1. Find a focal point. Examine the garment to determine if there’s a design detail that could serve as the starting or focal point for the embroidery. On this plain sheath, the slit is the only detail. I can choose to accent it or ignore it.
2. Sketch a few possibilities. You don’t have to be an artist. You can trace a similar garment from a pattern or catalog. You only need the basic shape and some dots, squiggles and lines to simulate the embroidery.
3. Print templates of the embroidery design(s). Never take a stitch without seeing the design in actual size on paper. Any embroidery software is capable of producing a template. Just go to File, Print. Consider using transparencies or vellum for translucent templates. Otherwise, cut the templates out paper-doll style. The template must have a center crosshair with an arrow designating the top of the embroidery design. If your templates do not have those markings, add them by drawing a crosshair with a ruler and marker. Place one arrow head at the vertical line pointing towards the top of the design.
4. Audition the templates on the garment. Tape the templates on the garment while wearing the garment or using a dress form. It’s very important to ‘see’ the embroidery on the figure. Garments laid on flat surface appear to be much larger than the actually are. Machine embroidery placement is often skewed when decided on flat garments. Take the time to plan the layout correctly.
5. Experiement with the layout by making subtle changes in placement. Take caution when placing templates around the bust line and hips. These are danger areas and can draw unwanted attention (or add girth) to the figure. Sometimes, all that is needed is a small adjustment, such as moving a flower 2” above the bust point. Use a digital camera to record your progress, review the images to decide which placement is best.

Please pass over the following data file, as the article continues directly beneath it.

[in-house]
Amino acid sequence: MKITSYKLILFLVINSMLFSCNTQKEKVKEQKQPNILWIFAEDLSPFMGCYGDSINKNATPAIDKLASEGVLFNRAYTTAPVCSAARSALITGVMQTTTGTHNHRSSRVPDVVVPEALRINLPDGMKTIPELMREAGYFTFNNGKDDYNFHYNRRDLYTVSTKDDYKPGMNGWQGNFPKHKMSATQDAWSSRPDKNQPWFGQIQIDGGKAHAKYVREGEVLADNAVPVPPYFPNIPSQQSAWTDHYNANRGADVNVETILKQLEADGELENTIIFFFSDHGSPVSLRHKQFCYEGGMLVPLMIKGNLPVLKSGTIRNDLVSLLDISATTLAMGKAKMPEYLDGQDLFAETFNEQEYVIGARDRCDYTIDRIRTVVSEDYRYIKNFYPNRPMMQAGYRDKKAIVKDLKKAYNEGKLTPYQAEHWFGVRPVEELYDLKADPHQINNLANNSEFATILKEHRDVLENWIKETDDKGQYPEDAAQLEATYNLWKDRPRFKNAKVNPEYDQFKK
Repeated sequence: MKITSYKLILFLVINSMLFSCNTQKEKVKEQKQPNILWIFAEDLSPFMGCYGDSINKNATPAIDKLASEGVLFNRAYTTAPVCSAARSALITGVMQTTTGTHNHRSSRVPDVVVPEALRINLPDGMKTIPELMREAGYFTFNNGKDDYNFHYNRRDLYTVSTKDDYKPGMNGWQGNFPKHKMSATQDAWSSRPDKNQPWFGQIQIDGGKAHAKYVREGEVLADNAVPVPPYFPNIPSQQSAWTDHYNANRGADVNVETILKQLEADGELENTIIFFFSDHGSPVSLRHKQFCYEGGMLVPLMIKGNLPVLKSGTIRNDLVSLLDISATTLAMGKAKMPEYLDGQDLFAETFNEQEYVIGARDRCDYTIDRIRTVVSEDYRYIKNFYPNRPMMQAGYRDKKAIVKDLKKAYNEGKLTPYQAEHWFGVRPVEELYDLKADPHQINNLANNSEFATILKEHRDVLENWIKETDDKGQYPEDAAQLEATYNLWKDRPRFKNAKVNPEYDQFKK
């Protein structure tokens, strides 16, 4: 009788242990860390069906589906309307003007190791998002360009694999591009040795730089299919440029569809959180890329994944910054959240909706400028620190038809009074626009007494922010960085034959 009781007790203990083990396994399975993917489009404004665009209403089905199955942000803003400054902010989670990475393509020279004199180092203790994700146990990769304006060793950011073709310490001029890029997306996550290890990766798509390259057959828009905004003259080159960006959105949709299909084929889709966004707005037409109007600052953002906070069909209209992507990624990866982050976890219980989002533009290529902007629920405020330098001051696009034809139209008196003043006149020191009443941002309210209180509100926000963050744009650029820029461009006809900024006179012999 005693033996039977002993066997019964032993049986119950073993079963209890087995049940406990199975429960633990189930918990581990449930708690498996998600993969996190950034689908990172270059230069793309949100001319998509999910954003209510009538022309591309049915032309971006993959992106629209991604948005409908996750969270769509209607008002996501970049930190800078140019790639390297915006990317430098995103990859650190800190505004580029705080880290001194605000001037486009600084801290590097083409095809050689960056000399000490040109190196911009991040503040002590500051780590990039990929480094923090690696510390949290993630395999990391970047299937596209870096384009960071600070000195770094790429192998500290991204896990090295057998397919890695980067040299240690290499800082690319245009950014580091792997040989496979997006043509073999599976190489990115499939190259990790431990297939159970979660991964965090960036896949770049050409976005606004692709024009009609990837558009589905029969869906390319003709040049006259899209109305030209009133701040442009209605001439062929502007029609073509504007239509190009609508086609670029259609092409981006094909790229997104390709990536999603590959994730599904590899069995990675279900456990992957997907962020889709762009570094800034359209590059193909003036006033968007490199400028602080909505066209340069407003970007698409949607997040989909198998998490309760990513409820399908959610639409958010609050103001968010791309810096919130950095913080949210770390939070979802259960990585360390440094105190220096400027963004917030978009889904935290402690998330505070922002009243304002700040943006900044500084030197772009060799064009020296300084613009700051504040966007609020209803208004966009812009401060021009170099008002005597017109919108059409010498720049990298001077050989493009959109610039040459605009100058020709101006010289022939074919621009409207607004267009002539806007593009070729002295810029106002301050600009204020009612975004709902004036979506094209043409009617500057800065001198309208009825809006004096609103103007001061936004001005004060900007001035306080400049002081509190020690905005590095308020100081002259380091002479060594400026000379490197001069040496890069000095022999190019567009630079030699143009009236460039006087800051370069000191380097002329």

If some designs stitch on top of others, write numbers on each template to indicate the stitching sequence.
6. Play with scale. Machine embroidery designs in a variety of sizes create a more interesting layout than repeating the same size design.
7. Add contrast with color, sparkle and shine. If you match the embroidery thread to the base fabric, what’s the point of stitching all of those designs? Separate the embroidery from the fabric by selecting threads that are a different value or color from the base. Incorporate a little splash with metallic threads or crystals. Sparkle gets the eye in a subtle way, remember less is more here.
8. Don’t overlook the power of appliqué. Machine embroidery applique comes in many forms, you can always find one method that works on your fabric. It can pack a powerful punch when dealing with delicate fabrics like lightweight knits, and sheers. It’s a great alternative to high stitch count designs.
9. Include decorative stitching. Want to make your embroidery look like you had an embroidery machine with a 3 ft. sewing field? Just connect the embroidery designs with decorative stitching or satin stitching. In this cover garment, flowers were sprinkled on the bodice then down the sleeve. I satin-stitched the stems to fill the area. Simple to do and very pleasing to the eye.
10. Plan the Process. Once you’ve gone through the first 9 steps, you’ll know what to stitch first, second and third. This embroidery layout plan or schematic will guide you through the whole project. If you get interrupted before completing the project, you’ll know just what to do when you return.
Do you have any favorite tips for planning your embroidery projects? Tell us what works for you when planning a machine embroidery project and you’ll be entered to win a Magna-Hoop!
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